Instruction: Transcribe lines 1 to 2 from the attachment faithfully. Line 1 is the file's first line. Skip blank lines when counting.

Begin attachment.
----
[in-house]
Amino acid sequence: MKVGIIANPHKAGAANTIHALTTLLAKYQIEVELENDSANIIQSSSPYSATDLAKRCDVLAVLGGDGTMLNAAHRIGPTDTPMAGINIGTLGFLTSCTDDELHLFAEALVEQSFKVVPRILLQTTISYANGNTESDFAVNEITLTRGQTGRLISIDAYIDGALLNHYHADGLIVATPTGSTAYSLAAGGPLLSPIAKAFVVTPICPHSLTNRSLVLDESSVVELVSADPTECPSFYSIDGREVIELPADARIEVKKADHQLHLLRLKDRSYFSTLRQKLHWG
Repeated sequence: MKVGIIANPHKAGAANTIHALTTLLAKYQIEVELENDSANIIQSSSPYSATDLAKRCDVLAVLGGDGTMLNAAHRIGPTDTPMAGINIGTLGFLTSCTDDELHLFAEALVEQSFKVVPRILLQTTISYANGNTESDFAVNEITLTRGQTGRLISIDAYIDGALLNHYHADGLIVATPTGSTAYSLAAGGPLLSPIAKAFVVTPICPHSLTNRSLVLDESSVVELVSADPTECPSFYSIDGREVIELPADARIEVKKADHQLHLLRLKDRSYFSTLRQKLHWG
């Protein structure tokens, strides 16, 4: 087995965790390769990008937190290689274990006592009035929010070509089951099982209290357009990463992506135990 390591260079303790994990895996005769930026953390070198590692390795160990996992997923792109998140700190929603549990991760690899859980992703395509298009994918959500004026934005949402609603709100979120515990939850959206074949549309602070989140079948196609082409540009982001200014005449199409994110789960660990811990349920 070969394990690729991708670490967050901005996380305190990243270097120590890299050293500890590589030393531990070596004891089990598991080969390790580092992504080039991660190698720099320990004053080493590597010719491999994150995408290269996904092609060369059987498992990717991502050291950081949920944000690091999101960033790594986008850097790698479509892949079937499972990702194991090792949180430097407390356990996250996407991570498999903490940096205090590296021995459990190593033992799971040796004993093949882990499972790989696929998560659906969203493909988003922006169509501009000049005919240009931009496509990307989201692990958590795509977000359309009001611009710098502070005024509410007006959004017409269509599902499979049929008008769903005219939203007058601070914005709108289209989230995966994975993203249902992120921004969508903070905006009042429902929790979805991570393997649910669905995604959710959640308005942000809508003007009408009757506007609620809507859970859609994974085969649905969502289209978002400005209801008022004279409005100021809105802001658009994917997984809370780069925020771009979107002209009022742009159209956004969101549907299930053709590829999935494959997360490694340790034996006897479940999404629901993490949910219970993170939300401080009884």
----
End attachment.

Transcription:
[in-house]
Amino acid sequence: MKVGIIANPHKAGAANTIHALTTLLAKYQIEVELENDSANIIQSSSPYSATDLAKRCDVLAVLGGDGTMLNAAHRIGPTDTPMAGINIGTLGFLTSCTDDELHLFAEALVEQSFKVVPRILLQTTISYANGNTESDFAVNEITLTRGQTGRLISIDAYIDGALLNHYHADGLIVATPTGSTAYSLAAGGPLLSPIAKAFVVTPICPHSLTNRSLVLDESSVVELVSADPTECPSFYSIDGREVIELPADARIEVKKADHQLHLLRLKDRSYFSTLRQKLHWG